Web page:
COMMENTARY: Two 40-year-old documents show us that the way we work and do business exerts a profound influence on our own souls and the world around us.
This year marks the 40th anniversary of two great works by Pope St. John Paul II. Written by the Holy Father in 1981, Laborem Exercensand Familiaris Consortiooffer many timely lessons for 2021. These lessons especially matter as we look to put the coronavirus pandemic behind us.
Most people hope to return to normal, especially in the workplace, as quickly as possible. Offices are opening back up and many restrictions are finally being lifted. Catholics and non-Catholics alike are looking to “contribute to the continual advance of science and technology” through their labors, to adopt St. John Paul II’s language from Laborem Exercens, his Sept. 14, 1981, encyclical to mark the 90th anniversary of Pope Leo XIII’s encyclical on capital and labor, Rerum Novarum. Yet in the rush to normalcy, the most important element of work is increasingly overlooked.
As the Holy Father put it, our most essential mission in the workplace is “to elevat[e] unceasingly the cultural and moral level of the society.” Few people think of work this way, yet no understanding of work is more urgently needed.
Even before the pandemic, businesses often lost sight of its moral mandate to improve lives. The focus has become making a profit at any cost. There is also a profound push for business to take sides in the most divisive political issues of our time. The workplace has become a source of friction, anger, and extremism — none of which moves society forward.
We can and must do better. That means restoring the right understanding of work and business. It is not to pick political sides; it is to be a place where everyone can realize their God-given potential. Nor is it a chance to make a quick buck and nothing more; work is meant to create the goods and services that enable us all to improve our lives.
The way we work and do business exerts a profound influence on our own souls and the world around us. We can either summon ourselves and others to service, or we can invite evil into our hearts and culture.
In a similar vein, amid the pandemic, there is a growing belief that work doesn’t matter. From the highest levels of government, our leaders have pushed to keep people from the workplace, even to the point of paying people more not to be employed. Here, too, St. John Paul II shines light on error: Humanity “is called to work,” which “expresses [our] dignity and increases it.”
At a time when many of our national leaders think it’s fine to keep people on the economy’s sidelines, Catholics must call these actions and thoughts what they are: an assault on human dignity.
Beyond work, the family is also under siege — a crisis that precedes the pandemic. That’s where St. John Paul II’s other 1981 masterpiece comes in.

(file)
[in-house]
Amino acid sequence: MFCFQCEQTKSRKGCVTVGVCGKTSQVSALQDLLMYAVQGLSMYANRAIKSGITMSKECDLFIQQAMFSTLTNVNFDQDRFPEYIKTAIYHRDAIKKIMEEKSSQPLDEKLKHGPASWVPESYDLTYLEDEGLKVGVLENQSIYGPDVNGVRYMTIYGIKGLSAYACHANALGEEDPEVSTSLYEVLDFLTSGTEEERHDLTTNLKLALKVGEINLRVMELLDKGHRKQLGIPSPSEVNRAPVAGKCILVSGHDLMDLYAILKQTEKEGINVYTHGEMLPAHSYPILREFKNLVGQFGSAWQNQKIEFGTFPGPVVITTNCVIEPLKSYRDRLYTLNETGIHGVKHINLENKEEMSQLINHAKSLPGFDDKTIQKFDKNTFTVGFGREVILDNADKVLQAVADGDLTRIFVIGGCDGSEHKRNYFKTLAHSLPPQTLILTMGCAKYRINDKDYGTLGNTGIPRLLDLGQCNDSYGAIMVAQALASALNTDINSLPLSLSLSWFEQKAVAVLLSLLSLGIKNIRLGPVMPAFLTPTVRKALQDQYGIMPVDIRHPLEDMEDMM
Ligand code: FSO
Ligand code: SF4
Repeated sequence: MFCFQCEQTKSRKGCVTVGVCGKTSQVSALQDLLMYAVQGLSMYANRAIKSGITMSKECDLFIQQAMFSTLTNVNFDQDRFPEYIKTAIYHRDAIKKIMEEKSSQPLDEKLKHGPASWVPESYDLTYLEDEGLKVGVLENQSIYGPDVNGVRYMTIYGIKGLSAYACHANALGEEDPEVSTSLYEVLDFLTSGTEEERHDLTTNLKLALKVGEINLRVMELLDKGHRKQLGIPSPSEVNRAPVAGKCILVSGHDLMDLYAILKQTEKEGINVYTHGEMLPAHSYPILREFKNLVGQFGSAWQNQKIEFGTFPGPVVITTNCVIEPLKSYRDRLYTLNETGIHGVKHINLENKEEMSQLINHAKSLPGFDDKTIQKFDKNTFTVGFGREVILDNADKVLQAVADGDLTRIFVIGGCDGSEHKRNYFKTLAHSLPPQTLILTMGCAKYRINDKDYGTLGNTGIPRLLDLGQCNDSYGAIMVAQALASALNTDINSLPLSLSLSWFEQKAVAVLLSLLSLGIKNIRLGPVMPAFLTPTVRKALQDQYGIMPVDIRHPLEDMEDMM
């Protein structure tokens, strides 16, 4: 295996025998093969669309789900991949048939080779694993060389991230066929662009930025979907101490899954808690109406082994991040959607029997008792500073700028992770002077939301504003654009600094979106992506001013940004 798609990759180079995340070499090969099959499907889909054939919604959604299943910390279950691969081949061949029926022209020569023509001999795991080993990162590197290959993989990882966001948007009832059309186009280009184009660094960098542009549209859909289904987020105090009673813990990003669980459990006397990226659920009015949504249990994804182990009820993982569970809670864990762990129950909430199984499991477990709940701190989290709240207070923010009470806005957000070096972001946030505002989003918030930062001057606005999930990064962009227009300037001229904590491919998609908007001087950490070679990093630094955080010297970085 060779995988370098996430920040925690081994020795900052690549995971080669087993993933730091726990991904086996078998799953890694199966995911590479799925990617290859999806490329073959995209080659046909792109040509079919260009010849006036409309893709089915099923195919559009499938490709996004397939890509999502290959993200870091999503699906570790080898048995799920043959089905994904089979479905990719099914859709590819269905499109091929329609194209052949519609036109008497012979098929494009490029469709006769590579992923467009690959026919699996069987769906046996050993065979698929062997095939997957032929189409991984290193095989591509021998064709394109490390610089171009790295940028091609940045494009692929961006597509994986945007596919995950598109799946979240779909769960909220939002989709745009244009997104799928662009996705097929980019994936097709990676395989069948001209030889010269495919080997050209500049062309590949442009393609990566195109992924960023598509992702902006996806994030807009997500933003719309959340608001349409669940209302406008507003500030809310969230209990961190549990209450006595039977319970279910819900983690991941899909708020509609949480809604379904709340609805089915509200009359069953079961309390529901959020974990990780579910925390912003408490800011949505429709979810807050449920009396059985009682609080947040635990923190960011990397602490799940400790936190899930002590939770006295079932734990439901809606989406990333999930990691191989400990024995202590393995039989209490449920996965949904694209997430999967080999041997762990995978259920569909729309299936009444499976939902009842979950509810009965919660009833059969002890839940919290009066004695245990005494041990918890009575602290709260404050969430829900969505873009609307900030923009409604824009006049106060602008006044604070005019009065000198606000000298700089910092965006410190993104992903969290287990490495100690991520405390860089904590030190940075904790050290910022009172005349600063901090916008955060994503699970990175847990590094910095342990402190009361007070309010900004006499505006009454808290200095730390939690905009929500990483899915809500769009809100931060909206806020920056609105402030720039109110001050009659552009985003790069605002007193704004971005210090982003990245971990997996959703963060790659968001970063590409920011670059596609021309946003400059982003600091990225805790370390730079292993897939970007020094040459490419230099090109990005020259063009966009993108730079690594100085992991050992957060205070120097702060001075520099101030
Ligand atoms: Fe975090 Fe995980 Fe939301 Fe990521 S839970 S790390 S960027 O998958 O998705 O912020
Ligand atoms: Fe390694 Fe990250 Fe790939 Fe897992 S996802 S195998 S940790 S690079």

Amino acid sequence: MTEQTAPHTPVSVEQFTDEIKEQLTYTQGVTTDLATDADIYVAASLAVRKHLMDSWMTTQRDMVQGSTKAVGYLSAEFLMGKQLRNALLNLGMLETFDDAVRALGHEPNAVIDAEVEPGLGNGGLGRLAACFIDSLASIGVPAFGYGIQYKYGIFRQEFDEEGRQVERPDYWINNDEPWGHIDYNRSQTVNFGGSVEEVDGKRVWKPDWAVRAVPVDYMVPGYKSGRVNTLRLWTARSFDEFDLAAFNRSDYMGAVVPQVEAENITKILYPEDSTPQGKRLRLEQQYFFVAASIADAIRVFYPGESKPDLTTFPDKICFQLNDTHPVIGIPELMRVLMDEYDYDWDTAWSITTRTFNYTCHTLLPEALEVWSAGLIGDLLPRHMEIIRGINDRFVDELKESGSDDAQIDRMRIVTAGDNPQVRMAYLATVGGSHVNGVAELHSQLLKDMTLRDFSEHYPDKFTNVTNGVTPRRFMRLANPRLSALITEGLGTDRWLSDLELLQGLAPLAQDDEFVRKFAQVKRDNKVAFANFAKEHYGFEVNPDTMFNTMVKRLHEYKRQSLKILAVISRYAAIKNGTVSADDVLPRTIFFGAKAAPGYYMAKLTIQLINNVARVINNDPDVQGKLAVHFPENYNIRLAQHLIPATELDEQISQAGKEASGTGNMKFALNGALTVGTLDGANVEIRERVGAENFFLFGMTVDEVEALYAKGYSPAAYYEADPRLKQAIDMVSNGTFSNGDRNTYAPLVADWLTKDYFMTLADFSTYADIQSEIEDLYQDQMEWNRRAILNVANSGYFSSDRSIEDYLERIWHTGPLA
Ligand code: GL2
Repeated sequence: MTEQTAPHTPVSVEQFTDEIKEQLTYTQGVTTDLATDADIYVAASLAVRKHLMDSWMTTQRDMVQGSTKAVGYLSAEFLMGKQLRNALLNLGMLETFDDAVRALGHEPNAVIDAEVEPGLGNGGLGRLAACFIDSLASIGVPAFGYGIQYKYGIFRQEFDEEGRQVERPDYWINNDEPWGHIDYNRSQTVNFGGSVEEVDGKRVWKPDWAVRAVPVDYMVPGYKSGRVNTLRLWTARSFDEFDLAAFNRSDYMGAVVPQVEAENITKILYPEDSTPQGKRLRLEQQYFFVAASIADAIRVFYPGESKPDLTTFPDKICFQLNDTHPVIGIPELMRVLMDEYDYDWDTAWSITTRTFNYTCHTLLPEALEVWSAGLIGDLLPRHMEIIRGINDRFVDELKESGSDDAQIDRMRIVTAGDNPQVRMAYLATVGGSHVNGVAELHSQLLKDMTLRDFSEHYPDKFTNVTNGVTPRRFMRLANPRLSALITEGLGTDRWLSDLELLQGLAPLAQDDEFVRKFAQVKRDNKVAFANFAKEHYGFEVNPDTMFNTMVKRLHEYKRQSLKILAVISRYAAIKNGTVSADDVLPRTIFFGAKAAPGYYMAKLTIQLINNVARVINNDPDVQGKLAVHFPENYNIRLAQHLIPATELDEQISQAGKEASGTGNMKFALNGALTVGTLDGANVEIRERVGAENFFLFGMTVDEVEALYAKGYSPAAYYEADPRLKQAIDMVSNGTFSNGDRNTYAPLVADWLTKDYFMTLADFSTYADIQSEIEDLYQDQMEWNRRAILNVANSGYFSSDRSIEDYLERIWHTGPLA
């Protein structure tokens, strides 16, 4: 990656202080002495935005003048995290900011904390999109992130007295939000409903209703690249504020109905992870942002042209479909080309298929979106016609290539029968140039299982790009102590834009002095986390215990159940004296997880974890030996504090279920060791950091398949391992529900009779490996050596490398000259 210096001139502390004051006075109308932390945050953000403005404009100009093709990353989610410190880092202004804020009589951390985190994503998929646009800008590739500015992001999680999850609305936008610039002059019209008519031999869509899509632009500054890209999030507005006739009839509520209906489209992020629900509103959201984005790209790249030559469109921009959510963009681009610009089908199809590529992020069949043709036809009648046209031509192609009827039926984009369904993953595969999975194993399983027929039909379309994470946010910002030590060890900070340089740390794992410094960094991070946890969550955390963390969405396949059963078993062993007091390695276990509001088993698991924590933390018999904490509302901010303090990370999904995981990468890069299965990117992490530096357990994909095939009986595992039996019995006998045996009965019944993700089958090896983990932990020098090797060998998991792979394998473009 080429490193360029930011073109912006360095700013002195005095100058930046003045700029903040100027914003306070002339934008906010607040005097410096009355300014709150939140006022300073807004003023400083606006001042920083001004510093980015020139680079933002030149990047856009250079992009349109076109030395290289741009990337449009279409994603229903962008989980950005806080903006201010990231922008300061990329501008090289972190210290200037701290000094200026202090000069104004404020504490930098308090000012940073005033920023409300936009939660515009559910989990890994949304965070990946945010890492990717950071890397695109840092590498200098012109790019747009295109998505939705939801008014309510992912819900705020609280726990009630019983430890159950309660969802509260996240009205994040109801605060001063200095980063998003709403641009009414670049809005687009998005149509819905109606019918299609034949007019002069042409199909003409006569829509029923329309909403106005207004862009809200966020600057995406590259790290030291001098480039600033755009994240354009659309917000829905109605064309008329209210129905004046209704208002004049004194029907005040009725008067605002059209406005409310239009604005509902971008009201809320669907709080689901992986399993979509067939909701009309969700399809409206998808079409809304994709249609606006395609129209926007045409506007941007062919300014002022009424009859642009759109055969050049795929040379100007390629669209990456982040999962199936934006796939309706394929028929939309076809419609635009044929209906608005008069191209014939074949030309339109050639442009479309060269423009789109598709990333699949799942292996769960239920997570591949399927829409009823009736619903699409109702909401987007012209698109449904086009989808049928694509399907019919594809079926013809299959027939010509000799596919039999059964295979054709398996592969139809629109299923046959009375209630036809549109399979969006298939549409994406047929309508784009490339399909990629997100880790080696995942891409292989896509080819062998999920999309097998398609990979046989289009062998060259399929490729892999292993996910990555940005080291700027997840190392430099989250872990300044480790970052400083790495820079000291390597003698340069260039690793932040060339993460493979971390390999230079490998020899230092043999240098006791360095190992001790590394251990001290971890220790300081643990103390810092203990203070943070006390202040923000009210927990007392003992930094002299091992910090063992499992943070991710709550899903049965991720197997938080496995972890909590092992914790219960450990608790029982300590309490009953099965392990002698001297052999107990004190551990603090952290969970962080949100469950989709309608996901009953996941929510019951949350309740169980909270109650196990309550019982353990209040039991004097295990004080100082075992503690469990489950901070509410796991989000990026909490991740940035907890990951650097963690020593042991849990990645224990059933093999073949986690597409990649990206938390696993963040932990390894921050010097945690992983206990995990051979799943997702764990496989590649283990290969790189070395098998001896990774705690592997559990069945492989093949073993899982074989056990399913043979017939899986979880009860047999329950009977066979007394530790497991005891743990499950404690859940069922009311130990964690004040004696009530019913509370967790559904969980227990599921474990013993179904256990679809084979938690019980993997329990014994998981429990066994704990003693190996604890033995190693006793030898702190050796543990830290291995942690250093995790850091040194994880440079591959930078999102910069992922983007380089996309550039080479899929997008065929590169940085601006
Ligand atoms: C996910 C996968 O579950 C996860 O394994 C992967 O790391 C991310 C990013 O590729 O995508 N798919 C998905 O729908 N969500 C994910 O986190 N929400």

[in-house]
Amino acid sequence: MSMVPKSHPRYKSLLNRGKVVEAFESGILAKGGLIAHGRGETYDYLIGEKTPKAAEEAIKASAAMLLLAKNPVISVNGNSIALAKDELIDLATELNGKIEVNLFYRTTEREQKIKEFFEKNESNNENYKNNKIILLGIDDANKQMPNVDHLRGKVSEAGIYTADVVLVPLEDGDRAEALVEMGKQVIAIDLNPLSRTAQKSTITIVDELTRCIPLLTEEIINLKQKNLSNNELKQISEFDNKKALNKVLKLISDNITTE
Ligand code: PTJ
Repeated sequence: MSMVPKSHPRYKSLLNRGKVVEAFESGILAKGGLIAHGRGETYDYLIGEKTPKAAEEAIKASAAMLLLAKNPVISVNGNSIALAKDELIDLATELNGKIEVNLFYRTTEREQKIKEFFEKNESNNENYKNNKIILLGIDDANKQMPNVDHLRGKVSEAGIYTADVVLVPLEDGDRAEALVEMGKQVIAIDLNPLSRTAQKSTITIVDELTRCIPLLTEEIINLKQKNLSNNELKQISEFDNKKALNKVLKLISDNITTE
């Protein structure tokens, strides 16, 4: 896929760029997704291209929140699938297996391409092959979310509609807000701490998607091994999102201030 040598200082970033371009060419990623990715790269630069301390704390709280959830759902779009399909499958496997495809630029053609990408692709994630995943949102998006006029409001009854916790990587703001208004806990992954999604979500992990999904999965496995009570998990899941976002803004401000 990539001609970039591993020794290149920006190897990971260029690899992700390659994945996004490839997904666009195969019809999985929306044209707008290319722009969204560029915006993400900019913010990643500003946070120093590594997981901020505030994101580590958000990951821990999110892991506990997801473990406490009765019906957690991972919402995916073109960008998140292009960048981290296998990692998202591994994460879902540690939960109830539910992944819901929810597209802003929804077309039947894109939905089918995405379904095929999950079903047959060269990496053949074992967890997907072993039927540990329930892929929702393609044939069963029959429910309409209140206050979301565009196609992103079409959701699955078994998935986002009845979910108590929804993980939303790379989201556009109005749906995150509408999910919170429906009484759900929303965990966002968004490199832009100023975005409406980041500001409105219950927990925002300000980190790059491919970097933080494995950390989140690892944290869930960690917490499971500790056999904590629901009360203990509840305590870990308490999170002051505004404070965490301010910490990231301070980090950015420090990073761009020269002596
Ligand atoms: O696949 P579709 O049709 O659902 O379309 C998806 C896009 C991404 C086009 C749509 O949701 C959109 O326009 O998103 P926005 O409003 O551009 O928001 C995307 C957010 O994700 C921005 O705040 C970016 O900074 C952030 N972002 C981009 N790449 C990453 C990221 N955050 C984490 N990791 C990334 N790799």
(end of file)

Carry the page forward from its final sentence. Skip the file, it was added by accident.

Familiaris Consortio may have been written 40 years ago Nov. 22, yet the very first words speak to our age: “The family in the modern world, as much as and perhaps more than any other institution, has been beset by … many profound and rapid changes.” Many “have become uncertain and bewildered over their role or even doubtful and almost unaware of the ultimate meaning and truth of conjugal and family life.” The Holy Father declared, “the future of humanity passes by way of the family,” and given what’s happening in 2021 society, that future looks very grim indeed.
About half of all families fall apart in America, while marriage and children are increasingly rejected. The entire code of sexual ethics, which guided society from time immemorial, has utterly collapsed in recent years. At the same time, the constant demands of work in a 24/7 world put further strain on families. For many people, work and family seem opposed, when these two positive goods should reinforce and strengthen each other and spur us all to holiness.
In both works, Pope St. John Paul II calls for the faithful to defend what’s true and good — an urgent task for us and people of good will everywhere.
In light of this call, the Napa Institute and The Catholic University of America will host our annual Principled Entrepreneurship Conference from Oct. 11-14 in New York City. The theme will be “Work and the American Family.”
We’ll look at the problems confronting both work and the family, as well as the solutions. We’ll also look at the role we all can play in enacting those solutions and transforming our society for the better. Every Catholic has a role, which is why anyone is welcome to attend the conference. You can register at the Napa Institute’s website to attend in-person or virtually.
Forty years after Laborem Exercens and Familiaris Consortio, St. John Paul II speaks powerfully to the challenges we face. It’s time to rediscover and apply his wisdom and the Church’s teaching regarding work and family, for our sake and that of society.
Tim Busch is the founder and CEO of the Pacific Hospitality Group and the co-founder of the Napa Institute, which is co-hosting the Principled Entrepreneurship Conference in New York City from Oct. 11-14. Registration is open to anyone.
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